By Linda Herridge
NASA’s John F. Kennedy Space Center
While NASA is celebrating its 60th anniversary as an Agency, NASA also is celebrating the 20th anniversary of the Launch Services Program (LSP), the first agency program managed at NASA’s Kennedy Space Center in Florida. Two decades ago, on Oct. 1, 1998, NASA consolidated expendable launch vehicle services shared by Glenn Research Center in Cleveland, Ohio; Goddard Space Flight Center in Greenbelt, Maryland; and Kennedy, creating the Expendable Launch Vehicle Program. It was then formally named the Launch Services Program in 2002.
Before consolidation, Glenn handled the intermediate and large rockets, (i.e. the Atlas and the Titan launch vehicles at the time), and did all of the early mission work and then turned over the responsibility to Kennedy just prior to when the rocket was stacked on the pad. Goddard managed the ultra-light, small and medium rockets, including the Pegasus and Delta II, and then turned over responsibility to Kennedy in the same manner. Kennedy began procuring small class launch vehicles from Goddard with the Small Expendable Launch Vehicle contract awarded in 1998.
“In the 1980s and early 90s, we owned the launch pads and the rockets. Even when it wasn’t a NASA or NASA-sponsored payload, we worked on it,” said Chuck Dovale, LSP deputy program manager. “This is something that most people aren’t aware of.”
When rocket launchers were commercialized in 1989, NASA began working only its own missions. Nearly 10 years later, the transition to LSP took place. The consolidation brought together technology, business, procurement, engineering best practices, strategic planning, and cutting-edge techniques under one roof.
LSP achieved its 90th mission with the recent launch of NASA’s Ice, Cloud and land Elevation Satellite-2 (ICESat-2), on the final Delta II rocket, provided by United Launch Alliance, from Vandenberg Air Force Base in California, on Sept. 15, 2018. The program also has served in a launch “advisory role” for other missions such as Commercial Resupply Services for the International Space Station, and the recent Gravity Recovery and Climate Experiment Follow-on (GRACE-FO).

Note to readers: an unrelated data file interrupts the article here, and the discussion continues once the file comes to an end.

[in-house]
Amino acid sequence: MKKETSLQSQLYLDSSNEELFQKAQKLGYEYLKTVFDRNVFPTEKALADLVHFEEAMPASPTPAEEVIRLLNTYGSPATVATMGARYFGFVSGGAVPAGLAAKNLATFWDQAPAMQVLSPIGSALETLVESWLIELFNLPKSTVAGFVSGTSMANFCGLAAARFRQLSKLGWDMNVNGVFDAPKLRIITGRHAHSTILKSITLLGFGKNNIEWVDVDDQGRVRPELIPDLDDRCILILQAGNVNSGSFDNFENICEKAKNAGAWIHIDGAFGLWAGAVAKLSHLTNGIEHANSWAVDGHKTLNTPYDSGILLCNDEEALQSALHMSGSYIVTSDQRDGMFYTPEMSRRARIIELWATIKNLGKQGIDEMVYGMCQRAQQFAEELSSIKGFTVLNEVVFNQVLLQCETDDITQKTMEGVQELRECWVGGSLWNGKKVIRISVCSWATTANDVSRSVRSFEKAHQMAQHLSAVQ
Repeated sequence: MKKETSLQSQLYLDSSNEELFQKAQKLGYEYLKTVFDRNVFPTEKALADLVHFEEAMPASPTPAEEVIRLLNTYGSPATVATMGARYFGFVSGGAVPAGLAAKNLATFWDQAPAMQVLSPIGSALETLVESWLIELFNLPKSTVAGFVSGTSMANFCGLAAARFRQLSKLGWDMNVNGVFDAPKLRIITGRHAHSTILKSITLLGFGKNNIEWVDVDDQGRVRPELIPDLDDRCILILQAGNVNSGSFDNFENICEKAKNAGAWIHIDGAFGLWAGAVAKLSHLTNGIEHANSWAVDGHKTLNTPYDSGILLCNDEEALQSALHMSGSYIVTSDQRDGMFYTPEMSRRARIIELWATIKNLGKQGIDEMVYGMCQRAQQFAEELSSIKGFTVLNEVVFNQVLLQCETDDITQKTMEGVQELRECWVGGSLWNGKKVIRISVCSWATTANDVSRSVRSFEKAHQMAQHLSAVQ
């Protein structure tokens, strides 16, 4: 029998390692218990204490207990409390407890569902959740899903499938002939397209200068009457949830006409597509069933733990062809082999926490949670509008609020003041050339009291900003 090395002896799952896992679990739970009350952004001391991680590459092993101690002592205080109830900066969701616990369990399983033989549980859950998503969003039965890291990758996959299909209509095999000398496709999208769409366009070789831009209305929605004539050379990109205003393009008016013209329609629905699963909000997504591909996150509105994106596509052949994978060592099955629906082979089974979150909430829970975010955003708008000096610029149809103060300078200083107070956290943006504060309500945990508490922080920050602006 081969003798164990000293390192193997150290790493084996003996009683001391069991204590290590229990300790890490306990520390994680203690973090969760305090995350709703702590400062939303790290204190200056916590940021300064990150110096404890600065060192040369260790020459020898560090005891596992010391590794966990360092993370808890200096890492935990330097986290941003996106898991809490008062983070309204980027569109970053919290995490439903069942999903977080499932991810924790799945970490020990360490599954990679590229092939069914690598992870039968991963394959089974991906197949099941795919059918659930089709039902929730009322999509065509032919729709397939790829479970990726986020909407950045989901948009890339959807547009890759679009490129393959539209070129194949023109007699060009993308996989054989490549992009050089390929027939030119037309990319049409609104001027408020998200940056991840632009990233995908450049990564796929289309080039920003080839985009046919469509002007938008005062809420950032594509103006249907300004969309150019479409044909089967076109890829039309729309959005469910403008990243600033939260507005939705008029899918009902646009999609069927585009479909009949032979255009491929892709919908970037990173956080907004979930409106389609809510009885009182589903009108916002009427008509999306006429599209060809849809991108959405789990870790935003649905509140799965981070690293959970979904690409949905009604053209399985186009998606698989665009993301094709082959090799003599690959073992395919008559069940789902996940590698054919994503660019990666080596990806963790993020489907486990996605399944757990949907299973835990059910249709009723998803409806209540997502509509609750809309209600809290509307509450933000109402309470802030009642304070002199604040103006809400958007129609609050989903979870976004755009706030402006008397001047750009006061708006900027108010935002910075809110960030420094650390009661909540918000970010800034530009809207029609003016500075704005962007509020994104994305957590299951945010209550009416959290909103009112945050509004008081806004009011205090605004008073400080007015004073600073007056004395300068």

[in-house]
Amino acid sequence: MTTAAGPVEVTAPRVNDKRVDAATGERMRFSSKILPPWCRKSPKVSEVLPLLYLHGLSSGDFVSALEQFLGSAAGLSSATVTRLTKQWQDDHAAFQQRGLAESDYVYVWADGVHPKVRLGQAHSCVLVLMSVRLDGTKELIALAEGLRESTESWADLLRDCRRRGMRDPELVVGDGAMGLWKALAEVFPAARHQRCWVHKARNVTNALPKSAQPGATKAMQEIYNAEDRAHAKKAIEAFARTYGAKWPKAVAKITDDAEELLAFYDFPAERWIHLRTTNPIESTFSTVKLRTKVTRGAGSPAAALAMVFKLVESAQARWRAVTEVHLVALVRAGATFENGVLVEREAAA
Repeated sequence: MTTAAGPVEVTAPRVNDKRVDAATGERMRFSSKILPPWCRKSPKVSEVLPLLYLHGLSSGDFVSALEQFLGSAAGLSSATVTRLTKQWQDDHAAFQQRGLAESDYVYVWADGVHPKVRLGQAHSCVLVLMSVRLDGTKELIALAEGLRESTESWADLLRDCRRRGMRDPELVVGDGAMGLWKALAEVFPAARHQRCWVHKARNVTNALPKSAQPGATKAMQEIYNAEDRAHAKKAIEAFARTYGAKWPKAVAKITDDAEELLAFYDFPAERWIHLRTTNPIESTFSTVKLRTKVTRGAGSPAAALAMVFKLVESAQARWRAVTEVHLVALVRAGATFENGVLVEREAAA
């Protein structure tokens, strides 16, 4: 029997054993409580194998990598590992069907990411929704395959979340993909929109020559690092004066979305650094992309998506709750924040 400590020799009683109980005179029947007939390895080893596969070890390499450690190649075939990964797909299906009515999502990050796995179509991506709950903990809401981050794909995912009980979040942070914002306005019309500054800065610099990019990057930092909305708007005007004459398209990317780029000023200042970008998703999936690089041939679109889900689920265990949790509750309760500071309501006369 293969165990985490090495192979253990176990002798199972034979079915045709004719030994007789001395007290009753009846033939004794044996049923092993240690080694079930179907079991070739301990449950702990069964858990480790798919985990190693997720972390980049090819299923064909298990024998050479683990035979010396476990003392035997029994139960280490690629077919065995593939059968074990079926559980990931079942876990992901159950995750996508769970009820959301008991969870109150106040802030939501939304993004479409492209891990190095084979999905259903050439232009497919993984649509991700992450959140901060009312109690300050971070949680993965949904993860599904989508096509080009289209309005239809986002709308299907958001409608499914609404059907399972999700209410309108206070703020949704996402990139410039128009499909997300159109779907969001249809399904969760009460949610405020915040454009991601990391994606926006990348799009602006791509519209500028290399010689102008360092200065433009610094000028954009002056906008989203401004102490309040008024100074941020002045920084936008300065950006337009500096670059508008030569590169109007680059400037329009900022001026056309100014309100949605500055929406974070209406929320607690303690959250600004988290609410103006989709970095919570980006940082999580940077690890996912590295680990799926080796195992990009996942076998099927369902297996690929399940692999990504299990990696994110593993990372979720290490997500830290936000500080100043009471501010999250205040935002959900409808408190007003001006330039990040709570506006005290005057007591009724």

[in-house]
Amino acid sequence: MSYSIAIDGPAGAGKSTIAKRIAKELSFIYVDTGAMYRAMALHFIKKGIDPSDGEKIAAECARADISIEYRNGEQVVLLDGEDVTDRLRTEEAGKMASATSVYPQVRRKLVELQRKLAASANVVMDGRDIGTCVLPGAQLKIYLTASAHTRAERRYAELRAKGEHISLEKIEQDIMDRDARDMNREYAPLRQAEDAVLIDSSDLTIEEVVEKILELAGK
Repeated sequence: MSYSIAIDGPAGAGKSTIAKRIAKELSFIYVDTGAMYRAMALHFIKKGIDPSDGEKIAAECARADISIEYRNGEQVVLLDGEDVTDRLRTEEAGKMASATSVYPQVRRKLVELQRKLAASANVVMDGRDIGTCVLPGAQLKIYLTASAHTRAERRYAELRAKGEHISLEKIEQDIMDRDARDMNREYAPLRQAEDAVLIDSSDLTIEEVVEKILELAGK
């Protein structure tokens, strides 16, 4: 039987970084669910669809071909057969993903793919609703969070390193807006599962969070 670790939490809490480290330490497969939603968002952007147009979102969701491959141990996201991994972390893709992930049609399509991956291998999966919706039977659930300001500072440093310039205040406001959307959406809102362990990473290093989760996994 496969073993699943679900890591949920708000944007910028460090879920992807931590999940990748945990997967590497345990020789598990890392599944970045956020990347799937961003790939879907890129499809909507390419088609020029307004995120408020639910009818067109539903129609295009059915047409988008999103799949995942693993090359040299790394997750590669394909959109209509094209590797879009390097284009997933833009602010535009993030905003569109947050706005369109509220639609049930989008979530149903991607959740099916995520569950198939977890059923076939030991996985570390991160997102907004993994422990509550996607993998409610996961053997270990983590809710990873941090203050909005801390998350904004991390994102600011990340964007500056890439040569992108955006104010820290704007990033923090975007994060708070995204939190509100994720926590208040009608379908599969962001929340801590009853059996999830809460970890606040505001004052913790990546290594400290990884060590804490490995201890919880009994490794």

As LSP enters the next 20 years, the team takes stock of its past and looks ahead to the future.
With his tagline, “I was LSP before LSP was LSP,” Dovale has been at Kennedy since 1982. He’s worked in LSP since starting as a co-op student in 1984. In 1994 he became the Avionics Branch chief. He served as alternate launch director for the Cassini mission to Saturn in 1997, and worked his way up to senior launch director before becoming deputy of the program in 2010.
Dovale’s first mission as launch director was Landsat-7, which launched April 15, 1999, on a Delta II rocket from Vandenberg. His final mission as launch director was the Wide-field Infrared Survey Explorer, launched Dec. 14, 2009, also on a Delta II rocket from the California launch site.
“It’s good to stand back and take a look at what LSP provides,” Dovale said. “Some highlights include missions to other planets, landing rovers on Mars, satellites orbiting our planet and others to study land, sea, ice, carbon buildup, and sending back images. Ultimately, we’re also helping humans get to Mars.”
One of his favorite missions is the Phoenix Mars Lander, for which he was launch director.
The current NASA Launch Directors, Omar Baez and Tim Dunn, each have unique paths that brought them to LSP and eventually to their current roles. Baez was a hydrogen engineer for the Space Shuttle Program before moving to LSP in May 1993, while Dunn came from the U.S. Air Force.
Baez was a mechanical and propulsion engineer for the Titan, and also worked on Atlas, Delta and the Scout Program for several years. He also worked on the Titan IV and the Titan IVB, which was used to launch Cassini. After Cassini launched in 1997, Baez transitioned from being a systems engineer to a mission manager even before the transition or consolidation at Kennedy became official. He was one of the original mission managers, and worked on Genesis before becoming launch director in 2000. Baez’ first mission was Tracking and Data Relay Satellite-H, which launched on June 30, 2000, on an Atlas II-A, from Cape Canaveral Air Force Station in Florida. Baez’ memorable missions include Mars Exploration Rovers A and B, which were renamed Spirit and Opportunity, and the Spitzer Space Telescope. He was launch director for the recent Parker Solar Probe, launched Aug. 12, on a Delta IV Heavy rocket from the Cape.
“Looking ahead, I think the next big mission will be Mars 2020, on an Atlas V from Space Launch Complex 41,” Baez said. “I am also looking forward to some of the new smaller-class rockets such as RocketLab’s Electron or Virgin Orbit’s Launcher One!.”